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I need to draw two overlapping ellipses and the current code puts the edges of the second ellipse atop the first ellipse. Here is the code:

from matplotlib.pyplot import figure, show
from matplotlib import patches
fig = figure()
ax = fig.add_subplot(111)
ell = patches.Ellipse((0.15, 0.7), .3, .1, angle = 25, facecolor = 'white', edgecolor = 'gray', linewidth = 2, transform=ax.transAxes)
ell = patches.Ellipse((0.30, 0.7), .3, .1, angle = -25, facecolor = 'white', edgecolor = 'gray', linewidth = 2, transform=ax.transAxes)

This produces a figure like the first figure at How to join overlapping circles? (I can't post my own figures here) while I want something like the second figure.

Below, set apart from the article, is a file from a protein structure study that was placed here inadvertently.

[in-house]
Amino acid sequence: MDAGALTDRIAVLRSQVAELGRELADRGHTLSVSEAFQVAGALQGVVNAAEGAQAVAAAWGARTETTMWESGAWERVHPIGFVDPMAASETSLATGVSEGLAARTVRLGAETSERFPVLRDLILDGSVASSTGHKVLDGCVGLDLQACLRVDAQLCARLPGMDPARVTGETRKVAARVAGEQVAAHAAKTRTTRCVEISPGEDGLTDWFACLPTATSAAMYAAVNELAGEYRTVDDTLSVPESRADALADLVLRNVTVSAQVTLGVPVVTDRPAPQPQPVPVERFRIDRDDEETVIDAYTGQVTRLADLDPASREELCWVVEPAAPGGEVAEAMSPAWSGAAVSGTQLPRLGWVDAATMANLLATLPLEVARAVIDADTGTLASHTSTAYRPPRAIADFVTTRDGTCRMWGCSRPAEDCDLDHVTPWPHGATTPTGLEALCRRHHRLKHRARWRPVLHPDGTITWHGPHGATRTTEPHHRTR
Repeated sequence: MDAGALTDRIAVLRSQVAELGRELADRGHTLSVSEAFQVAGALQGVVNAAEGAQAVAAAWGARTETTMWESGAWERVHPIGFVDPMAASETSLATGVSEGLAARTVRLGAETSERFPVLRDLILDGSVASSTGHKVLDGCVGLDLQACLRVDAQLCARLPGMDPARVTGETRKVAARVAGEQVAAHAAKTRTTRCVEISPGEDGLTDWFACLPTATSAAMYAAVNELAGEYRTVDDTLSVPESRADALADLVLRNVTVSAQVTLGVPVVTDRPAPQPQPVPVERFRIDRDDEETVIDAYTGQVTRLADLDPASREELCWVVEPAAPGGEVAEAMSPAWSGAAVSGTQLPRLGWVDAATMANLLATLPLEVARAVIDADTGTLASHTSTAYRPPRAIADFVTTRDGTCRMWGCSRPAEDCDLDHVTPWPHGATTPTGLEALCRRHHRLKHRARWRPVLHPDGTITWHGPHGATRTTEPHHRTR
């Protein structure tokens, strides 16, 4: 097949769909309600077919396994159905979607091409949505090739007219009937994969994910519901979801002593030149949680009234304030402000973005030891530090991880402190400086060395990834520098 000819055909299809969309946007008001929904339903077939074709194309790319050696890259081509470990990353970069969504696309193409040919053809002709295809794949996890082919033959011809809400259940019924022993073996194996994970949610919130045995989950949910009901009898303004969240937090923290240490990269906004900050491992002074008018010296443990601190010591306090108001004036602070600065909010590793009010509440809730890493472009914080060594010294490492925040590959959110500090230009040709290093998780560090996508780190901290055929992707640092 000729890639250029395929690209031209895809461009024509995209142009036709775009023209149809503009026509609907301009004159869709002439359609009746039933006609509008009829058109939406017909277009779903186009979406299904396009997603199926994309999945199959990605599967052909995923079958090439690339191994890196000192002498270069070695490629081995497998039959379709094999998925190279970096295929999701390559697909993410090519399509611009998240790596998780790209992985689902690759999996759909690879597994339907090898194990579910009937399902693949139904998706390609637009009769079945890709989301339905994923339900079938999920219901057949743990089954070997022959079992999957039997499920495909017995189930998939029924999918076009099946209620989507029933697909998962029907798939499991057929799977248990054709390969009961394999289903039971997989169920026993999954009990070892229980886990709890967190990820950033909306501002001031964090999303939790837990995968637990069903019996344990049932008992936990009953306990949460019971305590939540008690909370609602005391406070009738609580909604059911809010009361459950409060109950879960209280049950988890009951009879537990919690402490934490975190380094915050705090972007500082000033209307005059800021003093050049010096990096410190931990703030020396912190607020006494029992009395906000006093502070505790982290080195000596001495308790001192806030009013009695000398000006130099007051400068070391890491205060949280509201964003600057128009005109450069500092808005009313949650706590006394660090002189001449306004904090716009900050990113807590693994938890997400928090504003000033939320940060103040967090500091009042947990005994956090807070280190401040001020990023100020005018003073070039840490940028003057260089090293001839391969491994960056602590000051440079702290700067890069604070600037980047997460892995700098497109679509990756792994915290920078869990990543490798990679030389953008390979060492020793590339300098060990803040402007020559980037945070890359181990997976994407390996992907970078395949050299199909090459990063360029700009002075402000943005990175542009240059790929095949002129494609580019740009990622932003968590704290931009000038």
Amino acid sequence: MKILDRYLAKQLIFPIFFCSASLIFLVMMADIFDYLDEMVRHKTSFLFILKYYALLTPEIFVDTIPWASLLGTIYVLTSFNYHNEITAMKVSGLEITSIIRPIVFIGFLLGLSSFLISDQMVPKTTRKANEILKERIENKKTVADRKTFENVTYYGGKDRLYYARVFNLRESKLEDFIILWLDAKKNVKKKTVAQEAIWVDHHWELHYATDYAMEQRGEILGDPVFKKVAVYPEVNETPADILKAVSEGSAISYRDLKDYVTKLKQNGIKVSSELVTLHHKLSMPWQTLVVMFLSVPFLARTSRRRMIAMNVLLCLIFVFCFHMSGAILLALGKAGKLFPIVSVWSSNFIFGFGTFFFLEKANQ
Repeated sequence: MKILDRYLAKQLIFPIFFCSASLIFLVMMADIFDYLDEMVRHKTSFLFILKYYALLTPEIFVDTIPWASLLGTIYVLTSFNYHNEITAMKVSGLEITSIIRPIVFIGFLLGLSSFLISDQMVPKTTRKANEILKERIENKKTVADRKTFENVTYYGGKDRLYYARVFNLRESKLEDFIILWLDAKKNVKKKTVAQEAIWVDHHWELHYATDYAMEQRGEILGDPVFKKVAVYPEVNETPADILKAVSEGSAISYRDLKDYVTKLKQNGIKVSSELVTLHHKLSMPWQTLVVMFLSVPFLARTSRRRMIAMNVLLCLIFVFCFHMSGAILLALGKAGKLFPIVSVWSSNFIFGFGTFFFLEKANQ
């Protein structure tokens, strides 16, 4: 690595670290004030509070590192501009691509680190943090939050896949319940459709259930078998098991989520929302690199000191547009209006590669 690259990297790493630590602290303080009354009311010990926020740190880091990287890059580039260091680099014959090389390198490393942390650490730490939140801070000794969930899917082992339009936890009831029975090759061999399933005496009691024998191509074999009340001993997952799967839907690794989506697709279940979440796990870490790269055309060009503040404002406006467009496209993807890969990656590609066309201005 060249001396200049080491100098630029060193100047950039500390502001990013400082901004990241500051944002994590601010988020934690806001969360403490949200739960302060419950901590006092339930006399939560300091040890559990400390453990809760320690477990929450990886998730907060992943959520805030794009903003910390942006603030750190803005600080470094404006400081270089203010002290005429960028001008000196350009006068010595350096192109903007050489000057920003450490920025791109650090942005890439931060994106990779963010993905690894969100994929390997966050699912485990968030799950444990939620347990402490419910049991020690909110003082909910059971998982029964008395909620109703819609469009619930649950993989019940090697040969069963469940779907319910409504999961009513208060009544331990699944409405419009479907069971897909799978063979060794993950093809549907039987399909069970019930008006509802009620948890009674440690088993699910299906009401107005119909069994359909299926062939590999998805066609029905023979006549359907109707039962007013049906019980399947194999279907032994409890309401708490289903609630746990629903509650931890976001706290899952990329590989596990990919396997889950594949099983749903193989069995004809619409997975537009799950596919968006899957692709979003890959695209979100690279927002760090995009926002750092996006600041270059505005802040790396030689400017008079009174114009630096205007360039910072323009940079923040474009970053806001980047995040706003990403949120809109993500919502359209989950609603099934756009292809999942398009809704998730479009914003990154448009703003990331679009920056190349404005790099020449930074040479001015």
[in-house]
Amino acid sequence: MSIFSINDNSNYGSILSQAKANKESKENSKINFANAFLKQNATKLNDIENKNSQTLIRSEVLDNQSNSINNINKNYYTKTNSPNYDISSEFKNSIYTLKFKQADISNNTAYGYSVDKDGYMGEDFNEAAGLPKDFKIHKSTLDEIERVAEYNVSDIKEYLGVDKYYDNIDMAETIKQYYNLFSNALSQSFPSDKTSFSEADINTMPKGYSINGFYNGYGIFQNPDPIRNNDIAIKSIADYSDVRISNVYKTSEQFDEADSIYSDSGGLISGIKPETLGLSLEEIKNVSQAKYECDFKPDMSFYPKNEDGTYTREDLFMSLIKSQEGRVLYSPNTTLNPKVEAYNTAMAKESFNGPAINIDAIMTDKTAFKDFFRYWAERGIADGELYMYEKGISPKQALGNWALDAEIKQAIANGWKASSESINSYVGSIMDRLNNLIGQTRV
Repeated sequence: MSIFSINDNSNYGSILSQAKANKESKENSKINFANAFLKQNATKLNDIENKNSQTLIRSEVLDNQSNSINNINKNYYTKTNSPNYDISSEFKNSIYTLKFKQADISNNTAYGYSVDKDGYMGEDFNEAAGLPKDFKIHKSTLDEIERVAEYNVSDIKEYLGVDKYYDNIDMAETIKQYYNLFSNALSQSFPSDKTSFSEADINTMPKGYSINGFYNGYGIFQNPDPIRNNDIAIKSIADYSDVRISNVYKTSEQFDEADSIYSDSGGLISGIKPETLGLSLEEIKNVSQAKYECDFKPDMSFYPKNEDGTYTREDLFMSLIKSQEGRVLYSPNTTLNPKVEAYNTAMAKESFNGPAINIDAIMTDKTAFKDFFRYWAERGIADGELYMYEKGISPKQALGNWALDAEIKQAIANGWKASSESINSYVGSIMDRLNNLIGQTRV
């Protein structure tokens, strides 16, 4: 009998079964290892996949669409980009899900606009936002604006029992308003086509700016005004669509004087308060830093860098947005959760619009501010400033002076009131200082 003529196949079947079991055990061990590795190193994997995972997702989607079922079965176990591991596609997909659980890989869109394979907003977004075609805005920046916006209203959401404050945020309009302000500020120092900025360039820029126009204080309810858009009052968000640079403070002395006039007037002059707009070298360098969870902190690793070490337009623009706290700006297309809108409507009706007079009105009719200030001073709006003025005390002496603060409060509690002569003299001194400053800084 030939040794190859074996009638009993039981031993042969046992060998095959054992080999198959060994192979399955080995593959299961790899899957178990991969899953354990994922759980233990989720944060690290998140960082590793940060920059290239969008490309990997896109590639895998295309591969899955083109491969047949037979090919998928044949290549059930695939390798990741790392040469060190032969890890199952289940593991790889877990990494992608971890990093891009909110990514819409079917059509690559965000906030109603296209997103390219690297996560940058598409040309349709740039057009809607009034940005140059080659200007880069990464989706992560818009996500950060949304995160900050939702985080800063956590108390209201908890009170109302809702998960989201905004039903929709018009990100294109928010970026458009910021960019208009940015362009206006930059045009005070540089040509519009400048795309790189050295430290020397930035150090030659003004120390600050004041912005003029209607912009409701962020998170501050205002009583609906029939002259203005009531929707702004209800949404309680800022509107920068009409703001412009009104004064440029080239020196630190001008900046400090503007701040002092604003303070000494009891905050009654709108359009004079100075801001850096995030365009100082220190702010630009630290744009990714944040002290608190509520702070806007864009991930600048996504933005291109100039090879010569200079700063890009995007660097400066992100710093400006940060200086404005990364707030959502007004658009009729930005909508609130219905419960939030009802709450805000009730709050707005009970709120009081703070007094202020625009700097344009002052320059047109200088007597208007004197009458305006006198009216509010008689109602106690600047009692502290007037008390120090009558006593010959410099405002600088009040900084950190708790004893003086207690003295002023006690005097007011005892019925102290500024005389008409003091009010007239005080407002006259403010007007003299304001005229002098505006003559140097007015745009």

Is there a solution for this problem in matplotlib?

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1 Answer 1

up vote 0 down vote accepted

Yes. But you'll need to use http://matplotlib.org/1.1.1/api/artist_api.html?highlight=arc#matplotlib.patches.Arc, because Ellipse does not have the required angle arguments theta1 and theta2.

As for actually calculating those angles, a closed-form solution for ellipses is likely to be significantly more involved than the equations given in the referenced question for circles. If a geometric solution eludes you, you may have to resort to numerical approximation to find them: write a distance function f(ta, tb) that computes a distance between point ta on ellipse A and point tb on ellipse B, then search for the two local minima f(ta1, tb1) and f(ta2, tb2).

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Thanks! I determined the angles by trial and error since this is (hopefully) the only case with overlapping ellipses which I have. –  Wicket Sep 24 '12 at 14:26

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